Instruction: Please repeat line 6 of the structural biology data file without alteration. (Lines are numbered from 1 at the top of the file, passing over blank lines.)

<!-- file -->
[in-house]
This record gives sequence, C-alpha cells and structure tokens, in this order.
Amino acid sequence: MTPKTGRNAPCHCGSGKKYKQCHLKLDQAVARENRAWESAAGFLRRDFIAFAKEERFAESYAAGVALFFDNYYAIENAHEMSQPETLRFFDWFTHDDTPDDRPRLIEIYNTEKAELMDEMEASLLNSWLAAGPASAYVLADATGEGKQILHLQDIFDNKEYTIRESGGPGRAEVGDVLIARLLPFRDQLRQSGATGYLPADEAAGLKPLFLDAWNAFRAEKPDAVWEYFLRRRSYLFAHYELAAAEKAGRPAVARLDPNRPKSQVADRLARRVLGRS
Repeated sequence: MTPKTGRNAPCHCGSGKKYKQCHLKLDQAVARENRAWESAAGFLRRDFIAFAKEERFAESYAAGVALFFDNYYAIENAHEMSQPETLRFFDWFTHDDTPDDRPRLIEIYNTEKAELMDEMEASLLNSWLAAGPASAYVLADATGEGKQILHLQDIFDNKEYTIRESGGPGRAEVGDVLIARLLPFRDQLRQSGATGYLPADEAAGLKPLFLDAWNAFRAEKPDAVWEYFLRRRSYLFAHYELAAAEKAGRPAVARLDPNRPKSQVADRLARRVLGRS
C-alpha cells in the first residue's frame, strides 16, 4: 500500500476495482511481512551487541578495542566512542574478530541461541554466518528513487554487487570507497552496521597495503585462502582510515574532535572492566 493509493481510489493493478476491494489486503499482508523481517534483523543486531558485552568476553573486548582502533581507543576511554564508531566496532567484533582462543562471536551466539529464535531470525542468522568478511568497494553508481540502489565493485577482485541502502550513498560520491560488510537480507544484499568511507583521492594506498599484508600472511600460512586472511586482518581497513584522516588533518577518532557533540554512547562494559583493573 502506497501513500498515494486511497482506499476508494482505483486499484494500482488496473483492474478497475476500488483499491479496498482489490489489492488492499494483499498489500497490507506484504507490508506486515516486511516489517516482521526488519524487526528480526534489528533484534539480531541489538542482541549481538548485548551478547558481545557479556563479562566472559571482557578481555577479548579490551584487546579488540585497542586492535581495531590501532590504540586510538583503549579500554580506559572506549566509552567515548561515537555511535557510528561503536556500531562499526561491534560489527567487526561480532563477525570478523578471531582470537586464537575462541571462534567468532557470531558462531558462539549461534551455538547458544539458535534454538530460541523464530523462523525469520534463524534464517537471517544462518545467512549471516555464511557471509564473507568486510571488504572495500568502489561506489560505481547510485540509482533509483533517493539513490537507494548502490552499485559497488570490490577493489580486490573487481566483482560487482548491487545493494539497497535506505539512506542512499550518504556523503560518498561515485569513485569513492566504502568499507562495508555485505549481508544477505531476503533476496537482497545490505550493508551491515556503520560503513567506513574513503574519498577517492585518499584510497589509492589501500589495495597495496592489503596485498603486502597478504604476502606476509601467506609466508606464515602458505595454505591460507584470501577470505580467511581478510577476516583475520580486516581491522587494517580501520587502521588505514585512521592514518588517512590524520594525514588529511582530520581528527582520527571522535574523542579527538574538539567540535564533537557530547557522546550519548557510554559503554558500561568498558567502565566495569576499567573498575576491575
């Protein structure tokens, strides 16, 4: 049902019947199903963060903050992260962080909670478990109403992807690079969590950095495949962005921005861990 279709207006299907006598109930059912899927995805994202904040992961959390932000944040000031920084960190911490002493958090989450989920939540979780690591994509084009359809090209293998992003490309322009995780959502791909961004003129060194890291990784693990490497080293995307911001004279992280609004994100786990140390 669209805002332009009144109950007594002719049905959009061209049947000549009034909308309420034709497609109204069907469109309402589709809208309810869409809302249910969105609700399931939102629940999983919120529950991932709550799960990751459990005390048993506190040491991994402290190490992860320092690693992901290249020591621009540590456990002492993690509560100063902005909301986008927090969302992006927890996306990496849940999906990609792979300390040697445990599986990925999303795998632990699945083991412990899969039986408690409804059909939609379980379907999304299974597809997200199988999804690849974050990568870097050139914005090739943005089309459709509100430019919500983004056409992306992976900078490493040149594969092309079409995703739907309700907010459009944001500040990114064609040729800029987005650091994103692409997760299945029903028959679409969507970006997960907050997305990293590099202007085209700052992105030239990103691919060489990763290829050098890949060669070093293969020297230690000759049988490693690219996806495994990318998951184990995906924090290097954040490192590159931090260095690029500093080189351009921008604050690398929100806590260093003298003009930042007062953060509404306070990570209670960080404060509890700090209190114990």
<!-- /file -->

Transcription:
């Protein structure tokens, strides 16, 4: 049902019947199903963060903050992260962080909670478990109403992807690079969590950095495949962005921005861990 279709207006299907006598109930059912899927995805994202904040992961959390932000944040000031920084960190911490002493958090989450989920939540979780690591994509084009359809090209293998992003490309322009995780959502791909961004003129060194890291990784693990490497080293995307911001004279992280609004994100786990140390 669209805002332009009144109950007594002719049905959009061209049947000549009034909308309420034709497609109204069907469109309402589709809208309810869409809302249910969105609700399931939102629940999983919120529950991932709550799960990751459990005390048993506190040491991994402290190490992860320092690693992901290249020591621009540590456990002492993690509560100063902005909301986008927090969302992006927890996306990496849940999906990609792979300390040697445990599986990925999303795998632990699945083991412990899969039986408690409804059909939609379980379907999304299974597809997200199988999804690849974050990568870097050139914005090739943005089309459709509100430019919500983004056409992306992976900078490493040149594969092309079409995703739907309700907010459009944001500040990114064609040729800029987005650091994103692409997760299945029903028959679409969507970006997960907050997305990293590099202007085209700052992105030239990103691919060489990763290829050098890949060669070093293969020297230690000759049988490693690219996806495994990318998951184990995906924090290097954040490192590159931090260095690029500093080189351009921008604050690398929100806590260093003298003009930042007062953060509404306070990570209670960080404060509890700090209190114990």